The secure copy command (run using scp) is a Linux command that allows the transfer of files between two computers. This can be locally to a remote server, from a remote server to a local location, or even between two remote servers.
When copying to or from a remote host scp uses ssh for the data transfer. This means that authentication is required, but the files are copied in a secure fashion. When starting a scp request the command first sets up an ssh connection to the remote location, which is then used for the rest of the transfer.
Phing has a few different tasks and elements that allow you to select paths of code execution depending on what you need to happen in a build file. These are limited to loops and if statements, but a lot of functionality can be covered with just a couple of lines of XML.
I have been searching for a good server monitoring solution for a while so that I can keep an eye on some of the servers that I run. Tools like Smokeping, Cacti and Nagios seemed promising at the outset, but they are more concerned with bandwidth and server status, not how the server is running.
The other day I was experimenting with Git hooks. These are scripts that you can execute before certain actions are run in Git. For example, you might want to ensure that forced updates are not run, ensuring respository files have the correct permissions after merging, or that the files have ASCII standard names before being committed.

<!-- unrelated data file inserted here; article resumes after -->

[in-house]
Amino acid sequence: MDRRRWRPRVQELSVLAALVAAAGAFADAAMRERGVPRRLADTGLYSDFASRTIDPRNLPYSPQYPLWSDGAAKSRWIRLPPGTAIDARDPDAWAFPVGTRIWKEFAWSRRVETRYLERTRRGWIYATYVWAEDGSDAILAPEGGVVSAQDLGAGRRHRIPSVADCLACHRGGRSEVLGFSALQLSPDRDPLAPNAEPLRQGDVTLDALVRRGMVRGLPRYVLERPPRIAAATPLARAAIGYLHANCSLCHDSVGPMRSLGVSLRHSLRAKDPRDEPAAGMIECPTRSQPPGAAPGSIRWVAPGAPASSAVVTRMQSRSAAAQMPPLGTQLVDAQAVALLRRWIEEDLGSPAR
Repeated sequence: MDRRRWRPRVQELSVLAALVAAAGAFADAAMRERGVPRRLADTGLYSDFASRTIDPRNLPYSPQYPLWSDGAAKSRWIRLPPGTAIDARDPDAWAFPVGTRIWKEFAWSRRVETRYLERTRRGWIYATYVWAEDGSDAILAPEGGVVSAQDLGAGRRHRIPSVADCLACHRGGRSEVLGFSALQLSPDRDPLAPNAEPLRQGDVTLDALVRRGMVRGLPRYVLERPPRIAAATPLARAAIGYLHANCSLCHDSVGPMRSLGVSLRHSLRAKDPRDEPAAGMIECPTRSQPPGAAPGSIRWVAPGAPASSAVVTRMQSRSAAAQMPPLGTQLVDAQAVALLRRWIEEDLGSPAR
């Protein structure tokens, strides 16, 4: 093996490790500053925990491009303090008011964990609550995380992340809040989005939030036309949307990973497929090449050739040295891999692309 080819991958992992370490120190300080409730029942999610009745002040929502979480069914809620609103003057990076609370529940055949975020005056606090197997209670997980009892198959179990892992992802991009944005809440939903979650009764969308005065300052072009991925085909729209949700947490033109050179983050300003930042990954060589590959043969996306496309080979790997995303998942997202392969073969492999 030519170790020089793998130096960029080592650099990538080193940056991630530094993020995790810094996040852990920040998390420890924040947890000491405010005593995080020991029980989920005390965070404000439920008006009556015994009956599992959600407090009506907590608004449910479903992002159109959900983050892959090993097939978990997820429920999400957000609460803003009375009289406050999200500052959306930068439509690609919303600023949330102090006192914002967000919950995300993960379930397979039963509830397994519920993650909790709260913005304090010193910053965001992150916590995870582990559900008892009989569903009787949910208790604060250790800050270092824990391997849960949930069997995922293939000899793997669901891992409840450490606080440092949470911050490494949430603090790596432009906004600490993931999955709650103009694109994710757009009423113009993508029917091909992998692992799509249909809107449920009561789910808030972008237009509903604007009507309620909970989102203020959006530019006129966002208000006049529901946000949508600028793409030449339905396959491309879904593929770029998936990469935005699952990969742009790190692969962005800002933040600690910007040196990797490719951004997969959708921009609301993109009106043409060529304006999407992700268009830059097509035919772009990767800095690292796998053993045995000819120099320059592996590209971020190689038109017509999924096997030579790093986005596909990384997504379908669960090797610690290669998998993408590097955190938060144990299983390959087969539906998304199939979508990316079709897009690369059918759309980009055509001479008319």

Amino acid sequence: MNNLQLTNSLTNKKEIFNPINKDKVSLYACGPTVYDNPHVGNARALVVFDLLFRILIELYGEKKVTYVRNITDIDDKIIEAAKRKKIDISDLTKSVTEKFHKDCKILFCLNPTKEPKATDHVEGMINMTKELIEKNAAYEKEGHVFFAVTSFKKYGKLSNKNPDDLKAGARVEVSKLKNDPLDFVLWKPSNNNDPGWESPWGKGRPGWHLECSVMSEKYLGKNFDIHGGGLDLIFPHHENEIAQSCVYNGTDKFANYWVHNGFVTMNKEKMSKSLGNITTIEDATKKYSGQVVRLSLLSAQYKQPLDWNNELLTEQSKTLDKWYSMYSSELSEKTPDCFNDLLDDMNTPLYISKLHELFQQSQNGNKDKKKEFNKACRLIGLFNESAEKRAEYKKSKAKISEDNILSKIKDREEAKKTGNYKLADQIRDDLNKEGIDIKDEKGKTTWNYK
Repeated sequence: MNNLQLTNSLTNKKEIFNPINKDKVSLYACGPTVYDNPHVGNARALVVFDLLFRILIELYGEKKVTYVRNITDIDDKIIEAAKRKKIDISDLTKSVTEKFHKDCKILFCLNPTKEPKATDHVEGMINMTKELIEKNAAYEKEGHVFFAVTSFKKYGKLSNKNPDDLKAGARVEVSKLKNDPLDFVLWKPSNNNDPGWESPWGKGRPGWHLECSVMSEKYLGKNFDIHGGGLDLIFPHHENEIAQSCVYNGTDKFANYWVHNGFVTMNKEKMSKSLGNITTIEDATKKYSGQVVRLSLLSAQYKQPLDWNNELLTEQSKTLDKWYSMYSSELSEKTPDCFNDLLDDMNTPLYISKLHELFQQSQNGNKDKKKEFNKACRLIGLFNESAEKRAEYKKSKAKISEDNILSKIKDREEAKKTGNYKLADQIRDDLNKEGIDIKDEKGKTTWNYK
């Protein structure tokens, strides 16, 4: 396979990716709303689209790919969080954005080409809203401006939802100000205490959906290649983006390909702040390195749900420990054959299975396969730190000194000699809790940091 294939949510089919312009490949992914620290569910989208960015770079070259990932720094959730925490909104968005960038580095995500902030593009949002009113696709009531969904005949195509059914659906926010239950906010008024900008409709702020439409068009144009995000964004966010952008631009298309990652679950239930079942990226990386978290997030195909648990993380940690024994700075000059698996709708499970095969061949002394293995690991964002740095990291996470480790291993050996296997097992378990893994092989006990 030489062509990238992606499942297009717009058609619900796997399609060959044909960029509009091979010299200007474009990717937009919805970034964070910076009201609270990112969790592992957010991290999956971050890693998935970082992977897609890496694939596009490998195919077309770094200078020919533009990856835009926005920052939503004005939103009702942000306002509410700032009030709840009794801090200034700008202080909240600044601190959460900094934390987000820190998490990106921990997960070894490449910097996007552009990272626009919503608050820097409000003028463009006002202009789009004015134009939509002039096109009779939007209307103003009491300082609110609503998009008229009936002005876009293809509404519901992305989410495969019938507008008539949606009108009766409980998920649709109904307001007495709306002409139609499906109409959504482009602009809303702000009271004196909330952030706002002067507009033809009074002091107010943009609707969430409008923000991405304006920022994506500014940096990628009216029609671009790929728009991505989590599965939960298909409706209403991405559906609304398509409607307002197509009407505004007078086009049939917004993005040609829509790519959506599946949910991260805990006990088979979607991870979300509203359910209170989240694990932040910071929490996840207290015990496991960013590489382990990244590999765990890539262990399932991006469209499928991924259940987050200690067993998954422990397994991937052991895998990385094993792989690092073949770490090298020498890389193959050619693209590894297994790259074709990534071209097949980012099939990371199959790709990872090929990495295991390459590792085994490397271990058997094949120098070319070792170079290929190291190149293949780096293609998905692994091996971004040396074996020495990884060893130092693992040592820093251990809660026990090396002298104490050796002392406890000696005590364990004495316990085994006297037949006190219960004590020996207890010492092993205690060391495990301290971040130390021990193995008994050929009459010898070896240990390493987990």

I use Phing for a lot of different tasks, it helps me to automate things that I would otherwise mess up if left to my own devices. Prime candidates for Phing scripts are things that I don't do that much and forget how to do them, or that have a number of complex steps. The only problem I have found is that because many of the Phing scripts I create rely on system changes (eg, configuring an Apache server) they therefore require system changing privileges. Normally I would just prefix the Phing command with sudo, but every now and then I forget all about that step and the build fails.
During DrupalCampNW 2012 last November the company we hired to record the sessions also spent some time interviewing the people who attended. From these interviews we were able to create three videos, two from the main event and one about what Drupal means to different people. These videos are now complete so I'm posting them here so everyone can see. I think they came out really well.